PARIS — Will Inrig greets me wearing an ascot and a grin. The grin fits. He’s 20 and living in Paris and should be smiling wide. Will, though, isn’t so much spending his university days in the City of Light as immersing himself in Paris and Parisian culture. Hence the ascot. And the bottle of sparkling wine he has ready for us, and the foie gras, cheese (blue and brie, of course), dates and rich, dark chocolate. Starving student he’s not. Nor does he possess a 20-year-old’s demeanour.
“So tell me about you?” he asked when we sat down on his balcony overlooking Montmartre. In his voice was the inquisitive curiosity of a journalist, a turnabout that threw me. Twenty minutes into our meeting and he was getting to know more about this visitor than I was about him and that’s not the way it’s supposed to work.
Eventually, I got to learn that he grew up in Ottawa but after a year in Paris had been transformed and transfixed by France, its culture and people.
“I’ve been able to experience so much from coming here and that changes you, no doubt,” he said, adding that his French was poor prior to arriving in Paris. It’s improved dramatically since as he becomes accustomed to his new surroundings.
Will is staying in a historic apartment building in Montmartre, the quirky, vibrant and artsy neighbourhood known for the Moulin Rouge and church of Sacre Coeur. The building fronting Place Marcel Aymé, in the 18th Arrondisement, is one Will, an aspiring film maker, says he’d seen when he was young and visited the city with his father.
“When I walked up to the building I looked up and couldn’t believe it,” he said. “I knew I’d been there when I was a child.”
At the time of that second sighting, he had been living in a cramped, uncomfortable cubbyhole and was desperately seeking a good place to live at reasonable rent. He said he dropped to his knees and made a prayer to be able to take up residence in the building. That wish came true as he was accepted — albeit after a wait — by his landlord, Marie Jacques Perrier, an 86-year-old fashion journalist and singer who has hosted Django Reinhardt and other artists and musicians in the apartment over the past 60-plus years.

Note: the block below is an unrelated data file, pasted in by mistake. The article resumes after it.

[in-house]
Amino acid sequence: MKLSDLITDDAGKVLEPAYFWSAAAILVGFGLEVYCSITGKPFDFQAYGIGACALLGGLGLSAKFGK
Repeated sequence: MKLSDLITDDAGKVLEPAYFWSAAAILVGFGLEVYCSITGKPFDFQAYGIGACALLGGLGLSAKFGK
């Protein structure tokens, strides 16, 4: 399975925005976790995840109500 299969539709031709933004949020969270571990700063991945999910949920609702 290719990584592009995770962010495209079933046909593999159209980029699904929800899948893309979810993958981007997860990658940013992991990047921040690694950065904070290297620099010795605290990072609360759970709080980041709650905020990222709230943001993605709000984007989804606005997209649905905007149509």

“It’s like a living museum,” Will said as he showed me around the apartment filled with books, albums, photographs nearly a century old and other artifacts of Paris in the early 20th century. It’s fascinating stuff and Will is well aware of its importance. He has a reverence for Perrier and the French culture she’s witnessed, and taken part in.
He says Perrier will share with him and guests lavish, multi-course dinners that include stories of the people who used to come into the building and what they’ve done. “Sometimes she’ll even sing a song she recorded with one of them,” Will said, smiling again.
Will is the only Canadian in his class studying at the American University and while he’s changed his major once and admits he may switch again, he’s certain of where he’d like to live, for the next few years at least.
Looking out over Montmartre from his balcony on a warm spring day, Paris stood there, laid out in front of him. He walked me around and spoke of his preference of tiny Saint-Pierre de Montmartre over Sacre Coeur and his adoration of an untouched garden where locals have parties far away from the bustling streets crowded with tourists and how he’s recognized as one of the neighbours now, in this Parisian enclave long known for its influence on style and culture. At one point on his tour, Will nodded and said with satisfaction, “Yes, I do feel like this is home now.”
Anyone who observed how uncannily suited he seemed for the city would have no doubt about it.
[Copyrighted photos by Julia Pelish Photography]